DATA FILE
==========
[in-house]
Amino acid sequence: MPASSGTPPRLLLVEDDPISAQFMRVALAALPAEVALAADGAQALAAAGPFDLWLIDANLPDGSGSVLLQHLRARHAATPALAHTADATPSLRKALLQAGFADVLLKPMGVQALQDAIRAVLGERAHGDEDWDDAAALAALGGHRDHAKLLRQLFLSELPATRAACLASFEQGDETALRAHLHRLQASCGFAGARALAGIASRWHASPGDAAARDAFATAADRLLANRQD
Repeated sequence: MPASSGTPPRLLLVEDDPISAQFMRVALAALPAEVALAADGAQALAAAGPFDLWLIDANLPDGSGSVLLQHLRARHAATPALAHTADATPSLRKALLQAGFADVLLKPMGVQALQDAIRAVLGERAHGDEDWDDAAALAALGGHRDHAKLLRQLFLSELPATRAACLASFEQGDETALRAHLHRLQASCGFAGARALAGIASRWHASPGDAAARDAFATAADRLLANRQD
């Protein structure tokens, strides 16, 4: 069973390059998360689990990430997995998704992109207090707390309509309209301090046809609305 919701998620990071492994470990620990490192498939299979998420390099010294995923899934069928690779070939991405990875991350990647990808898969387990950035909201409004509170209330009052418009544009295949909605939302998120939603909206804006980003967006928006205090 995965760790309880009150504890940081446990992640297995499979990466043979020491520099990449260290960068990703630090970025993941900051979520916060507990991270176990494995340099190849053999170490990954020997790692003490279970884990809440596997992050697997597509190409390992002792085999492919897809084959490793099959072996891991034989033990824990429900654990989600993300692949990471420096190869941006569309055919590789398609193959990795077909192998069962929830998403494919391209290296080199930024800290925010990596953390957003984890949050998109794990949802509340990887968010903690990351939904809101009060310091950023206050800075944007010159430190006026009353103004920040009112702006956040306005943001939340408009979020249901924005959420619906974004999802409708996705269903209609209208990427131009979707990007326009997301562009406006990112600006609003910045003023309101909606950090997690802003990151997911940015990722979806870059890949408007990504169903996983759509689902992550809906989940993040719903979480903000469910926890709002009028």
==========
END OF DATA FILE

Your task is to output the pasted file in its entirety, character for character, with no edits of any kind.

[in-house]
Amino acid sequence: MPASSGTPPRLLLVEDDPISAQFMRVALAALPAEVALAADGAQALAAAGPFDLWLIDANLPDGSGSVLLQHLRARHAATPALAHTADATPSLRKALLQAGFADVLLKPMGVQALQDAIRAVLGERAHGDEDWDDAAALAALGGHRDHAKLLRQLFLSELPATRAACLASFEQGDETALRAHLHRLQASCGFAGARALAGIASRWHASPGDAAARDAFATAADRLLANRQD
Repeated sequence: MPASSGTPPRLLLVEDDPISAQFMRVALAALPAEVALAADGAQALAAAGPFDLWLIDANLPDGSGSVLLQHLRARHAATPALAHTADATPSLRKALLQAGFADVLLKPMGVQALQDAIRAVLGERAHGDEDWDDAAALAALGGHRDHAKLLRQLFLSELPATRAACLASFEQGDETALRAHLHRLQASCGFAGARALAGIASRWHASPGDAAARDAFATAADRLLANRQD
């Protein structure tokens, strides 16, 4: 069973390059998360689990990430997995998704992109207090707390309509309209301090046809609305 919701998620990071492994470990620990490192498939299979998420390099010294995923899934069928690779070939991405990875991350990647990808898969387990950035909201409004509170209330009052418009544009295949909605939302998120939603909206804006980003967006928006205090 995965760790309880009150504890940081446990992640297995499979990466043979020491520099990449260290960068990703630090970025993941900051979520916060507990991270176990494995340099190849053999170490990954020997790692003490279970884990809440596997992050697997597509190409390992002792085999492919897809084959490793099959072996891991034989033990824990429900654990989600993300692949990471420096190869941006569309055919590789398609193959990795077909192998069962929830998403494919391209290296080199930024800290925010990596953390957003984890949050998109794990949802509340990887968010903690990351939904809101009060310091950023206050800075944007010159430190006026009353103004920040009112702006956040306005943001939340408009979020249901924005959420619906974004999802409708996705269903209609209208990427131009979707990007326009997301562009406006990112600006609003910045003023309101909606950090997690802003990151997911940015990722979806870059890949408007990504169903996983759509689902992550809906989940993040719903979480903000469910926890709002009028």